Teach the lit class or lab. I teach these classes without a break so we can all go home a little earlier than the schedule, and because it takes us too long to get started again if I give us a break. Everyone takes a bathroom break but me, which is fine, because the bathrooms in this school are like "The Worst Washroom in Edinburgh" from Trainspotting. Students are supposedly not allowed to eat during class because the custodial staff doesn't like cleaning up after them. I say screw that, especially since many of them are coming from work. Hungry students can't think. And I know the custodial staff isn't spending all their time keeping the bathrooms clean and in repair. They also tend to hustle us out of class if we stay until 10:00 so they can go home early too.

8:30/10:00 (off the clock)

Take the bus home.

9:15/10:45-midnight (off the clock)

Crash and burn.

Days 5, 6 & 7 (off the clock)

Get up late, do some errands, grade some papers. Field emails and resolve disasters. There are always papers to be graded. Always. At least two hours a day are spent grading papers, even on the days I'm not teaching. That's because two days a week are sixteen-hour days where I get no grading done. Papers take anywhere from ten minutes each for short homework to 40 minutes for longer papers to read, mark, and write comments on. 50 papers x 40 minutes = 2000 minutes or about 34 hours a week, just grading. Just grading.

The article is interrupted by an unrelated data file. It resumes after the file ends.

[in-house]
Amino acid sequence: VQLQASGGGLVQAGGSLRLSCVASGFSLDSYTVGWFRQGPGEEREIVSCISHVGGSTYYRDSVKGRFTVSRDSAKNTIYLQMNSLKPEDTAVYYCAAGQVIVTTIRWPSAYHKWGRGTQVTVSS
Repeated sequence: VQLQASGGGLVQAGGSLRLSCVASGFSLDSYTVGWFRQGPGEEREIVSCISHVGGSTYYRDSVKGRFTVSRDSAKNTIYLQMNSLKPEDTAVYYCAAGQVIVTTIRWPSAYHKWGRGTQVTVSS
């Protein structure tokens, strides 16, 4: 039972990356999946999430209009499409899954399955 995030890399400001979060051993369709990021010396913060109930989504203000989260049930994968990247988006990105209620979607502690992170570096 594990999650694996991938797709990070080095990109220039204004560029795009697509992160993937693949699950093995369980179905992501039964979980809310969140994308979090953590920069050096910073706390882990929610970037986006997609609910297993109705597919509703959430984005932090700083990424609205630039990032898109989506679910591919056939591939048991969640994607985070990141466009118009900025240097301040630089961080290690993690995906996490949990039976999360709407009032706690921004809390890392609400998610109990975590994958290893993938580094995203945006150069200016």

School No. 1 gets 7 hours/week teaching time.

School No. 2 gets 7 hours/week teaching time + ½ hour of office hours.

School No. 3 gets 6 hours/week teaching time.

20 hours of teaching time + 34 hours grading papers + 12 hours prep and admin. = 66 hours/week

That's about $15.00 an hour.

By comparison, when I worked part-time for a large environmental consulting firm, I worked 25 hours a week and made $34.00/hour, or about $48,000/year gross. Teaching, I'm lucky if I gross $32,000/year, with extra freelance work over the summer.